Britain suffered its worst train crash in more than 15 years after a derailment in Scotland killed three people, including the driver, and left another six injured.
The Scotrail service was traveling from Aberdeen to Glasgow when it left the tracks at 9:43 a.m. on Wednesday near Stonehaven on the North Sea coast. While the cause is still to be determined, the train may have hit a landslide after Scotland experienced heavy rain and widespread flooding.
The six people who were injured were taken to the hospital for treatment, British Transport Police Chief Superintendent Eddie Wylie said in a statement, adding that their condition is “not believed to be serious.”
The force will work with Britain’s Rail Accident Investigation Branch and the Office of Rail and Road to establish how the Inter City 125 HST came to derail.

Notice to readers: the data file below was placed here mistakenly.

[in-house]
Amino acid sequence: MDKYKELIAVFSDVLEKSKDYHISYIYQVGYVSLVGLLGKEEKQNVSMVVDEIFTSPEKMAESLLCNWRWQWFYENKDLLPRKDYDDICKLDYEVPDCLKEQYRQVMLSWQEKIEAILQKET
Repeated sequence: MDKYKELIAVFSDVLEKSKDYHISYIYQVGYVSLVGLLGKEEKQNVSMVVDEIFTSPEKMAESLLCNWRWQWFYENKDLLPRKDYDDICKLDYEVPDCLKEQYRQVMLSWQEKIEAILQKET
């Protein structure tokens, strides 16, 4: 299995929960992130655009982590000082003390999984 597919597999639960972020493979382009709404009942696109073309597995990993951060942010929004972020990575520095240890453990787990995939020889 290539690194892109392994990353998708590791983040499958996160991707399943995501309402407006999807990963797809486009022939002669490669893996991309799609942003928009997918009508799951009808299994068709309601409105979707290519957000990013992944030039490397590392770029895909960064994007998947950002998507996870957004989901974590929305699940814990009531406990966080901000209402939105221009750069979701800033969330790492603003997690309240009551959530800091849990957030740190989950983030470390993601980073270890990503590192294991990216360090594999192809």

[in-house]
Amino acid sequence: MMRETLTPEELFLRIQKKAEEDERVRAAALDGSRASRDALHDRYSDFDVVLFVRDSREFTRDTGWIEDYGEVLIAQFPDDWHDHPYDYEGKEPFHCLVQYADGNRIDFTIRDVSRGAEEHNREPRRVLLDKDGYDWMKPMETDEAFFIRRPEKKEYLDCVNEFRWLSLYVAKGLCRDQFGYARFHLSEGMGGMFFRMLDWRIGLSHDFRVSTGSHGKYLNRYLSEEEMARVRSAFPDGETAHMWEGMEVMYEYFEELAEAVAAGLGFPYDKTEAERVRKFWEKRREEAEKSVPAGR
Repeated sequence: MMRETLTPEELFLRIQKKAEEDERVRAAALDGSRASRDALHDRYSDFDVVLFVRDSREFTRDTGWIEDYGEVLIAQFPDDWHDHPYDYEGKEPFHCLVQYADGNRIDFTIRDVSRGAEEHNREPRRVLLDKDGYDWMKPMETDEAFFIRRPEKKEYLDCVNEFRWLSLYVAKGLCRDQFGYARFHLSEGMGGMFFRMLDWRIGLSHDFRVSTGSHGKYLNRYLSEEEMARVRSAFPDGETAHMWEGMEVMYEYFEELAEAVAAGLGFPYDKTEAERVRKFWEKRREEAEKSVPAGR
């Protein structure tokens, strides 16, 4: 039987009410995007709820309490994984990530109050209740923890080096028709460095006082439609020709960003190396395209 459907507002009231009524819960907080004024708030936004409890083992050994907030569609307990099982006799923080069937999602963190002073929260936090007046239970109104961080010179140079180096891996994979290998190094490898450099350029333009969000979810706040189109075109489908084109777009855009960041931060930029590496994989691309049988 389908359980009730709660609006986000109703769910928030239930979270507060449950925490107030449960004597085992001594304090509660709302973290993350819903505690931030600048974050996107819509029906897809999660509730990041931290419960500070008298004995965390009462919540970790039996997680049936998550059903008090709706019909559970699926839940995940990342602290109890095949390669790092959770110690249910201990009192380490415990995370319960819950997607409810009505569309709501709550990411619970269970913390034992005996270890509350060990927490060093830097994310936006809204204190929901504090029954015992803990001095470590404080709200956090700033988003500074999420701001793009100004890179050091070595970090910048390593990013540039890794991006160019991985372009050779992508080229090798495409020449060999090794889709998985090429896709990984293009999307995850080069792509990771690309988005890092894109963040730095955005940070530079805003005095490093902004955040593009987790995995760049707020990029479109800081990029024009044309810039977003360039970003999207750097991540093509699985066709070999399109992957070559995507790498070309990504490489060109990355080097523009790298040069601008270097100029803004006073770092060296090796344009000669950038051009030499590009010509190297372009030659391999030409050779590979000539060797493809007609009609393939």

A major incident was declared and about 30 emergency service vehicles attended the scene, with aerial TV footage showing that two carriages had overturned, with another rolling down an embankment.
The crash marks the first fatal accident in the U.K. involving people on a train since 2007, when a Virgin West Coast Pendolino derailed at a faulty set of points in northern England, killing one woman on board.
The death toll is the highest since 2004, when a train driver, five passengers and a motorist died after an HST hit a car parked on a level crossing near Reading, west of London.
Photograph: Network Rail engineers and Police officers work near the scene of a train crash by Stonehaven in northeast Scotland on Aug. 12, 2020. Photo credit: Michal Wachucik/AFP via Getty Images.
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